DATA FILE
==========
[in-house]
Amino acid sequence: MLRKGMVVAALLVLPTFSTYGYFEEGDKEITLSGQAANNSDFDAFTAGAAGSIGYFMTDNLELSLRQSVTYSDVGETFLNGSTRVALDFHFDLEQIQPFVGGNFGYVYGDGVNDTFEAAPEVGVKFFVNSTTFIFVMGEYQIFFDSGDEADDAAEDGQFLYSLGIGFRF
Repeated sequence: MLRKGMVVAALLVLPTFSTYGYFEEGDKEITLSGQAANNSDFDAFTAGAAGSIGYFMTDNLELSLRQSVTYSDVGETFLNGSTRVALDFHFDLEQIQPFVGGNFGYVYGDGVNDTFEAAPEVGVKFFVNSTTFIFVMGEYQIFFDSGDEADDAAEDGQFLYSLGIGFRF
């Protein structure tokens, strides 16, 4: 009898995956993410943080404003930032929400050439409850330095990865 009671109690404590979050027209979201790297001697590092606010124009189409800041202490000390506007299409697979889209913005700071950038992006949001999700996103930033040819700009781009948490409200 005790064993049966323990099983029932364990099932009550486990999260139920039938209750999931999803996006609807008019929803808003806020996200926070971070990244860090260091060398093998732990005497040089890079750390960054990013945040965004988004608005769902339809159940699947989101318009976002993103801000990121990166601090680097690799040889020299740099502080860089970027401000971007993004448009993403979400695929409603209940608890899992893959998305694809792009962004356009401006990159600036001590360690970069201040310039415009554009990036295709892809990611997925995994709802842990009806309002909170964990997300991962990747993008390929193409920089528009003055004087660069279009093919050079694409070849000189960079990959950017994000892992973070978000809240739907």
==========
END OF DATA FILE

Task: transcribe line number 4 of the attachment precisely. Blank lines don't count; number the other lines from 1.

């Protein structure tokens, strides 16, 4: 009898995956993410943080404003930032929400050439409850330095990865 009671109690404590979050027209979201790297001697590092606010124009189409800041202490000390506007299409697979889209913005700071950038992006949001999700996103930033040819700009781009948490409200 005790064993049966323990099983029932364990099932009550486990999260139920039938209750999931999803996006609807008019929803808003806020996200926070971070990244860090260091060398093998732990005497040089890079750390960054990013945040965004988004608005769902339809159940699947989101318009976002993103801000990121990166601090680097690799040889020299740099502080860089970027401000971007993004448009993403979400695929409603209940608890899992893959998305694809792009962004356009401006990159600036001590360690970069201040310039415009554009990036295709892809990611997925995994709802842990009806309002909170964990997300991962990747993008390929193409920089528009003055004087660069279009093919050079694409070849000189960079990959950017994000892992973070978000809240739907």